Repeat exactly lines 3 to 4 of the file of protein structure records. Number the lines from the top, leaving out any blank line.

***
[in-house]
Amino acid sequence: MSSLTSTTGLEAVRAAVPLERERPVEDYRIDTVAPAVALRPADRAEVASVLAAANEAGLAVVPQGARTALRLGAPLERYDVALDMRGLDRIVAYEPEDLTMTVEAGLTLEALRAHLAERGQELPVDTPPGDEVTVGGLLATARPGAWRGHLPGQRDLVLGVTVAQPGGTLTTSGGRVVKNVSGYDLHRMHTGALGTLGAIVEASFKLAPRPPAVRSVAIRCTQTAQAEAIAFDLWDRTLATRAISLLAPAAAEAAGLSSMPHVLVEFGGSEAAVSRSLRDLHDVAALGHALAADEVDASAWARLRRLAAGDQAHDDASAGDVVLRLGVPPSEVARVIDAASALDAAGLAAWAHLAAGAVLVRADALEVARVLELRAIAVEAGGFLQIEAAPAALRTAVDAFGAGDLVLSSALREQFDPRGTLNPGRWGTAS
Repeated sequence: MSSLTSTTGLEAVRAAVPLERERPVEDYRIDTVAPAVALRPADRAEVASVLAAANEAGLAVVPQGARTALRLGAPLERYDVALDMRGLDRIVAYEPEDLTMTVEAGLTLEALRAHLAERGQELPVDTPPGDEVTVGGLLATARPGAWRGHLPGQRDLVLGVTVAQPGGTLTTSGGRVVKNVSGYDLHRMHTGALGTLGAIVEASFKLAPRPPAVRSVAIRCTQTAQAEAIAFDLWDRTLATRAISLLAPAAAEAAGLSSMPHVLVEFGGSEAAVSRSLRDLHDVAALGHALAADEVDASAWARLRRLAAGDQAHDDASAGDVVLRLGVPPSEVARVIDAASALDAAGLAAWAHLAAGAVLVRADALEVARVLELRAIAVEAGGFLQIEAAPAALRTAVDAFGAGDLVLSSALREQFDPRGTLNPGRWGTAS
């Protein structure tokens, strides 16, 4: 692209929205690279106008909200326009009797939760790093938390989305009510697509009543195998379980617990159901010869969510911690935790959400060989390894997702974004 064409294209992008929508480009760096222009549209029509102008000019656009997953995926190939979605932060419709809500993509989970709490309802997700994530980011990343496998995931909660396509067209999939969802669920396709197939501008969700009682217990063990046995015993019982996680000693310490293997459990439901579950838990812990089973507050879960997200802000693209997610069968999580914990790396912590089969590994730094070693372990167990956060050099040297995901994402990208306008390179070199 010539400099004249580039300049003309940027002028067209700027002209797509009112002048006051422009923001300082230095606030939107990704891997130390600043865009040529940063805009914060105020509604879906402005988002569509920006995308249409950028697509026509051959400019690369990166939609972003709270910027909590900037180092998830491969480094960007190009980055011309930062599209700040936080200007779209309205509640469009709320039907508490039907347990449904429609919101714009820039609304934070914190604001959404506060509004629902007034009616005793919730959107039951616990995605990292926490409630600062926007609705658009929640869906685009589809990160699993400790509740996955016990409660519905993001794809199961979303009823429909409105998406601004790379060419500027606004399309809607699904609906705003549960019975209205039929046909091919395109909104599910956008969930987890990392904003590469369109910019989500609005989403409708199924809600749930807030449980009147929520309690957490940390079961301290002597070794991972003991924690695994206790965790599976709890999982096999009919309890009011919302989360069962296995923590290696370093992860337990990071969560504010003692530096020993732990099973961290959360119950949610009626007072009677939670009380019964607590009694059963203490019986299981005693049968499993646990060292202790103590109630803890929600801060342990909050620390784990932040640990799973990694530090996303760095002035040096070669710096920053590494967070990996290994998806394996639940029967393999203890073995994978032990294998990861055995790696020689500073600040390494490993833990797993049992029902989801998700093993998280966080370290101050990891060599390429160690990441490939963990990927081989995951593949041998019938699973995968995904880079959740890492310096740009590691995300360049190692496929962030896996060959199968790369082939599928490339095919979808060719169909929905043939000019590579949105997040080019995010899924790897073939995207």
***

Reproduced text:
Repeated sequence: MSSLTSTTGLEAVRAAVPLERERPVEDYRIDTVAPAVALRPADRAEVASVLAAANEAGLAVVPQGARTALRLGAPLERYDVALDMRGLDRIVAYEPEDLTMTVEAGLTLEALRAHLAERGQELPVDTPPGDEVTVGGLLATARPGAWRGHLPGQRDLVLGVTVAQPGGTLTTSGGRVVKNVSGYDLHRMHTGALGTLGAIVEASFKLAPRPPAVRSVAIRCTQTAQAEAIAFDLWDRTLATRAISLLAPAAAEAAGLSSMPHVLVEFGGSEAAVSRSLRDLHDVAALGHALAADEVDASAWARLRRLAAGDQAHDDASAGDVVLRLGVPPSEVARVIDAASALDAAGLAAWAHLAAGAVLVRADALEVARVLELRAIAVEAGGFLQIEAAPAALRTAVDAFGAGDLVLSSALREQFDPRGTLNPGRWGTAS
């Protein structure tokens, strides 16, 4: 692209929205690279106008909200326009009797939760790093938390989305009510697509009543195998379980617990159901010869969510911690935790959400060989390894997702974004 064409294209992008929508480009760096222009549209029509102008000019656009997953995926190939979605932060419709809500993509989970709490309802997700994530980011990343496998995931909660396509067209999939969802669920396709197939501008969700009682217990063990046995015993019982996680000693310490293997459990439901579950838990812990089973507050879960997200802000693209997610069968999580914990790396912590089969590994730094070693372990167990956060050099040297995901994402990208306008390179070199 010539400099004249580039300049003309940027002028067209700027002209797509009112002048006051422009923001300082230095606030939107990704891997130390600043865009040529940063805009914060105020509604879906402005988002569509920006995308249409950028697509026509051959400019690369990166939609972003709270910027909590900037180092998830491969480094960007190009980055011309930062599209700040936080200007779209309205509640469009709320039907508490039907347990449904429609919101714009820039609304934070914190604001959404506060509004629902007034009616005793919730959107039951616990995605990292926490409630600062926007609705658009929640869906685009589809990160699993400790509740996955016990409660519905993001794809199961979303009823429909409105998406601004790379060419500027606004399309809607699904609906705003549960019975209205039929046909091919395109909104599910956008969930987890990392904003590469369109910019989500609005989403409708199924809600749930807030449980009147929520309690957490940390079961301290002597070794991972003991924690695994206790965790599976709890999982096999009919309890009011919302989360069962296995923590290696370093992860337990990071969560504010003692530096020993732990099973961290959360119950949610009626007072009677939670009380019964607590009694059963203490019986299981005693049968499993646990060292202790103590109630803890929600801060342990909050620390784990932040640990799973990694530090996303760095002035040096070669710096920053590494967070990996290994998806394996639940029967393999203890073995994978032990294998990861055995790696020689500073600040390494490993833990797993049992029902989801998700093993998280966080370290101050990891060599390429160690990441490939963990990927081989995951593949041998019938699973995968995904880079959740890492310096740009590691995300360049190692496929962030896996060959199968790369082939599928490339095919979808060719169909929905043939000019590579949105997040080019995010899924790897073939995207």